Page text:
Please ensure Javascript is enabled for purposes of website accessibility

Marylanders search for answers about Goodson’s bench trial

Searches for the term "bench trial" jumped from zero to 10 percent of Maryland's searches on Monday, following Goodson's choice to waive his right to trial by jury.

Searches for the term “bench trial” jumped from zero to 10 percent of Maryland’s searches on Monday, following Goodson’s choice to waive his right to trial by jury.

Wondering what the difference is between a bench trial and a jury trial?

Don’t worry — you’re not alone.

Thanks to the news earlier today that Officer Caesar Goodson opted to have his case heard by a judge instead of a jury, Marylanders have boosted the term “bench trial” to 10 percent of the state’s Google searches, up from virtually zero earlier this week, according to Google.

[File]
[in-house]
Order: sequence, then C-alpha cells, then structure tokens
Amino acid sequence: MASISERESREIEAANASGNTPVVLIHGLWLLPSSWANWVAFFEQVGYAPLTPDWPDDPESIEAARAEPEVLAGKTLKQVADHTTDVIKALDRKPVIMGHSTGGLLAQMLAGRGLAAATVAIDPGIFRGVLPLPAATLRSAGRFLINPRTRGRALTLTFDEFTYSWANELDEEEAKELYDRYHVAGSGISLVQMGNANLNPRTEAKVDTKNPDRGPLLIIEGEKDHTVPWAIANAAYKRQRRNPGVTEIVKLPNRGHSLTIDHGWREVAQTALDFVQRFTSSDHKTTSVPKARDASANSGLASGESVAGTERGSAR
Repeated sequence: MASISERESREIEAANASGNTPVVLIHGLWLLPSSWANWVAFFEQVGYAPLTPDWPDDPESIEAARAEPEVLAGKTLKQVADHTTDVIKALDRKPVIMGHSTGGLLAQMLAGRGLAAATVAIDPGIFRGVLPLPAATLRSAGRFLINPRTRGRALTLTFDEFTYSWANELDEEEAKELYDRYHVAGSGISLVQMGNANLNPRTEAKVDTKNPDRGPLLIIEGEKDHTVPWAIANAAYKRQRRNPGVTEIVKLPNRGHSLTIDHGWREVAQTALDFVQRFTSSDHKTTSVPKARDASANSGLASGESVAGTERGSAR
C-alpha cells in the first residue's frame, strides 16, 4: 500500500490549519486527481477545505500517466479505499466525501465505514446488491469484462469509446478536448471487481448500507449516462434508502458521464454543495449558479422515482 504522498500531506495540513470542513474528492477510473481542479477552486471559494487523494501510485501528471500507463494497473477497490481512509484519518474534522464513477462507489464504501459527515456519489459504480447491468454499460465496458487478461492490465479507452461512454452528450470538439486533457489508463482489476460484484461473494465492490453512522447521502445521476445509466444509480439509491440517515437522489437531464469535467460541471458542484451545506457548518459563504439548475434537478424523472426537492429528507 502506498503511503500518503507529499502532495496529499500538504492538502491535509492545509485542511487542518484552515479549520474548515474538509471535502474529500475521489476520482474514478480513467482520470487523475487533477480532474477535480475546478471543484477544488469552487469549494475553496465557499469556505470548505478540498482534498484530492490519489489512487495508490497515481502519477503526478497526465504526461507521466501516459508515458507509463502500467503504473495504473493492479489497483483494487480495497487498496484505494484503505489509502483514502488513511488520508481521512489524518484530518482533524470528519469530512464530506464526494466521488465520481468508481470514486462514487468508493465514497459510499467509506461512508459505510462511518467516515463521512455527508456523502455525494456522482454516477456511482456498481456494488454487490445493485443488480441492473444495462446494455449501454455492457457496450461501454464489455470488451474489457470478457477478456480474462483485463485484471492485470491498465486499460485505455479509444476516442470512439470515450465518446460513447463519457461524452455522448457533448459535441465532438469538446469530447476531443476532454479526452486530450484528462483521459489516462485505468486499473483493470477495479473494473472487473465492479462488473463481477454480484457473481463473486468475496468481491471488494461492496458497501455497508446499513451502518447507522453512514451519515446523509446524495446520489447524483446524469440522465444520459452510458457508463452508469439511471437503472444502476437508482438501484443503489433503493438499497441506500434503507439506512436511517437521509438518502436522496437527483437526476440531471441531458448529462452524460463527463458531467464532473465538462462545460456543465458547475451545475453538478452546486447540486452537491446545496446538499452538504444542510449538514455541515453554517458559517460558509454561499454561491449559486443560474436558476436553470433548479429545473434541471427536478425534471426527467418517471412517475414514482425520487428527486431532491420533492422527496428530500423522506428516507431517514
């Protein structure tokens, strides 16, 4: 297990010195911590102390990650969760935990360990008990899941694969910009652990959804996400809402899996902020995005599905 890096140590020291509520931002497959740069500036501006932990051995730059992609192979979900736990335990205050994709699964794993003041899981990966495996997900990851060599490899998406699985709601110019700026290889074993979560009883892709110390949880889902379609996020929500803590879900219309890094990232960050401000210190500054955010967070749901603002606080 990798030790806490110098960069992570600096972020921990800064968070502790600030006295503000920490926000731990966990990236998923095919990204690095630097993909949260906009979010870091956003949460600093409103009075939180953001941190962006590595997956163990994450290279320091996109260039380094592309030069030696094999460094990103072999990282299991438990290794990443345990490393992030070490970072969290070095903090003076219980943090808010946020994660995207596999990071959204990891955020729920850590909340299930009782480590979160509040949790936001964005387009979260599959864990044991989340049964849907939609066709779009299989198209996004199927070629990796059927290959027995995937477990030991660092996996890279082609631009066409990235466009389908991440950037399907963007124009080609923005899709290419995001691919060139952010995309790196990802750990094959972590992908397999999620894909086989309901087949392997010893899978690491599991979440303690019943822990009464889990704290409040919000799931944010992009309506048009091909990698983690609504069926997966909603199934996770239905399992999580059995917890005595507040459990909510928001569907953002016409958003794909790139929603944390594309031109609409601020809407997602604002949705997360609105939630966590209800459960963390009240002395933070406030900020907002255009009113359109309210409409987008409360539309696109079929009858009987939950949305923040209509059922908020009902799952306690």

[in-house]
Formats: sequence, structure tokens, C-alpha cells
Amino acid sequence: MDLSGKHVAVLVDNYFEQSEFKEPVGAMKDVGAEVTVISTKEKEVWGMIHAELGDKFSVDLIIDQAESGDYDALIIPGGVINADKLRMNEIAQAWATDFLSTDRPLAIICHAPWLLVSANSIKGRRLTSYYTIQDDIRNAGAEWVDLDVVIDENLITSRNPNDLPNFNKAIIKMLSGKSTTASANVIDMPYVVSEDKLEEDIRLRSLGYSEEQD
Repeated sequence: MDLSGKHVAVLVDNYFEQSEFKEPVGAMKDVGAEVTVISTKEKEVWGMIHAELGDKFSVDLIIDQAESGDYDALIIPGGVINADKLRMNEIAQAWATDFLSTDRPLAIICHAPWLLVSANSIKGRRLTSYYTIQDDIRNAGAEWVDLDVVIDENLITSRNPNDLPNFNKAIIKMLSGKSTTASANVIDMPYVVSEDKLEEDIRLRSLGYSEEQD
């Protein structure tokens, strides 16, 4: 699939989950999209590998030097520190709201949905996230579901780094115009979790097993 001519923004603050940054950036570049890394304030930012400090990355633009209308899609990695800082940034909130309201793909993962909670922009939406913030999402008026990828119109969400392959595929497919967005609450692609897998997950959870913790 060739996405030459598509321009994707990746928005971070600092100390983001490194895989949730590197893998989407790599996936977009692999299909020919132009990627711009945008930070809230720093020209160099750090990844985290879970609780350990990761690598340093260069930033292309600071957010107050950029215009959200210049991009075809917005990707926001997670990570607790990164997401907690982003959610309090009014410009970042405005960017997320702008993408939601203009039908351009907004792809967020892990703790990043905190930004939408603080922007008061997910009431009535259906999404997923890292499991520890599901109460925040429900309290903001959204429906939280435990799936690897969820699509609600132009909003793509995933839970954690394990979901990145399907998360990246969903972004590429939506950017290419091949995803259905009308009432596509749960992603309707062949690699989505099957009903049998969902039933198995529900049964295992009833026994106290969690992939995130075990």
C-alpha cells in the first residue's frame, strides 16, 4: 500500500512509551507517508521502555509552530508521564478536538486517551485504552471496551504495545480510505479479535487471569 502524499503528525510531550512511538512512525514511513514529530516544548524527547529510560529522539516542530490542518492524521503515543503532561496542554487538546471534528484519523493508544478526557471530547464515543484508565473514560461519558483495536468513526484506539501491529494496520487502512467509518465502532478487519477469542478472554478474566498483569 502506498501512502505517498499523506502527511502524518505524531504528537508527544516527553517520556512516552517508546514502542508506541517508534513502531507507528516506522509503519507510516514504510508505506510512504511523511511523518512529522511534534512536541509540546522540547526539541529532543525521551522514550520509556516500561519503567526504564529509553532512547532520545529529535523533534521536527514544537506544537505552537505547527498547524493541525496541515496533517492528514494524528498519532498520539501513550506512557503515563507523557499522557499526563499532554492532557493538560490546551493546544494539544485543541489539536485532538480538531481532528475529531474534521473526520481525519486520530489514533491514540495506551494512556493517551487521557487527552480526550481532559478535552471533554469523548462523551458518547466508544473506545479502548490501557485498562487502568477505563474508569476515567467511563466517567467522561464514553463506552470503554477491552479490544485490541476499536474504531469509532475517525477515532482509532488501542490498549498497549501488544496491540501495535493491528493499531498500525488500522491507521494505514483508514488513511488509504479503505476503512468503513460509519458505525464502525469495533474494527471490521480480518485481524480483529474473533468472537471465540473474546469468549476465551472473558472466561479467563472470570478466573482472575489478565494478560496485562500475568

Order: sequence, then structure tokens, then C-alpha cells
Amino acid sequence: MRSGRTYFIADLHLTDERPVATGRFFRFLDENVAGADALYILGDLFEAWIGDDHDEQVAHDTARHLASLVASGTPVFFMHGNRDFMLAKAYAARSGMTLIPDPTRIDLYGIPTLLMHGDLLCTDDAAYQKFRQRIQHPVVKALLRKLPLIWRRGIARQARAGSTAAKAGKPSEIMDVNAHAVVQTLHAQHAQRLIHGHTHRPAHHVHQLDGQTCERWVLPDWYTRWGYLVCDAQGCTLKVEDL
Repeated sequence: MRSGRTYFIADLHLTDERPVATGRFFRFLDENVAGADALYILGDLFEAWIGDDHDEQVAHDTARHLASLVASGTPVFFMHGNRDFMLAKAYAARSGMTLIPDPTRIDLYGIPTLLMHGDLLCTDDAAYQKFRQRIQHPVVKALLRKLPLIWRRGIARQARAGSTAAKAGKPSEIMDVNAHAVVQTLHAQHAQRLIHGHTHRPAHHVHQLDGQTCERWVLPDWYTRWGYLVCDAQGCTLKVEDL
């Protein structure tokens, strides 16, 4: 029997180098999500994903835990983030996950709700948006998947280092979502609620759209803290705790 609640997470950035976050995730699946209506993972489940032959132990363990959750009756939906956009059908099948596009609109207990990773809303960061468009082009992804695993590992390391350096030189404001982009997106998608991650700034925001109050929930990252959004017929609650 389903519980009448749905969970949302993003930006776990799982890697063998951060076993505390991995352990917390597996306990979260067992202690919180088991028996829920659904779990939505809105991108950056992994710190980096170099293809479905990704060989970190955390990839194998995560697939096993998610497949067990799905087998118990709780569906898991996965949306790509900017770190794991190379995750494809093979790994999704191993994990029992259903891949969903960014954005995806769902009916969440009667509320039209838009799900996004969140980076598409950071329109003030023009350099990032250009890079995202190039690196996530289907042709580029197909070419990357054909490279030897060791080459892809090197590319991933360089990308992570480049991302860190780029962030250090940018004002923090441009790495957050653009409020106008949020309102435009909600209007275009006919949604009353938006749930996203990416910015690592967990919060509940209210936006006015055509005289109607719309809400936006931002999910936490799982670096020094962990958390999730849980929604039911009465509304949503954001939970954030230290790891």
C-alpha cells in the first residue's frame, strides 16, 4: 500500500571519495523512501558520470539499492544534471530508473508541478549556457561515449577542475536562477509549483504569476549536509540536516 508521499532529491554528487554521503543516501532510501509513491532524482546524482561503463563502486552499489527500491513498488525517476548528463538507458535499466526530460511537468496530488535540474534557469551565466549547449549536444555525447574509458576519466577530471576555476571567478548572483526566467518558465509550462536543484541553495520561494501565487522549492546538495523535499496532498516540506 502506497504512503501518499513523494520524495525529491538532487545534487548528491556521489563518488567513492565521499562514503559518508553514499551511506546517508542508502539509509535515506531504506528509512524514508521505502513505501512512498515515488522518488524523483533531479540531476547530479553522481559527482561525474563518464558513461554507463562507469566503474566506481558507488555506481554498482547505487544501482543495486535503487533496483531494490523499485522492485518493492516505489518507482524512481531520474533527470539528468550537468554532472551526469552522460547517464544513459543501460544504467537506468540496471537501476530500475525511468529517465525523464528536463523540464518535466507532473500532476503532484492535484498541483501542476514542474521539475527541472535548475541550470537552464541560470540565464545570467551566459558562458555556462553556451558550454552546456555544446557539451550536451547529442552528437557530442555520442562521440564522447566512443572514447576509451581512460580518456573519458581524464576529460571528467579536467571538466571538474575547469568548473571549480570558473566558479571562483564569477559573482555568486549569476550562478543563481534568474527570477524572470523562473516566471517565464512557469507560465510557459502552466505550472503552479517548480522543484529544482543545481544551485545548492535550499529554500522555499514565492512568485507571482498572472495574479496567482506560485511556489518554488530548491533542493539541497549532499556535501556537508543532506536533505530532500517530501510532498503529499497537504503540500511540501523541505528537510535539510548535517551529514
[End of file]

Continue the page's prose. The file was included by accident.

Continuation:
The van driver who transported Freddie Gray isn’t the first to choose to avoid going in front of a jury. Officer Edward Nero also elected to have a bench trial, which resulted in his acquittal of the charges against him. On May 10, when Nero decided to have his case heard by a judge, “bench trial” again jumped from virtually zero a few days before to 10 percent of Maryland’s Google searches.

Goodson, who faces the most serious charges of all six defendants, will be tried before Judge Barry Williams (who also presided over Nero’s trial) starting Thursday.

Due to the complicated legal issues surrounding the arrest of Freddie Gray and the charges against the officers, experts say choosing a bench trial is a smart decision, as the case is best dealt with by a “more sophisticated fact-finder.”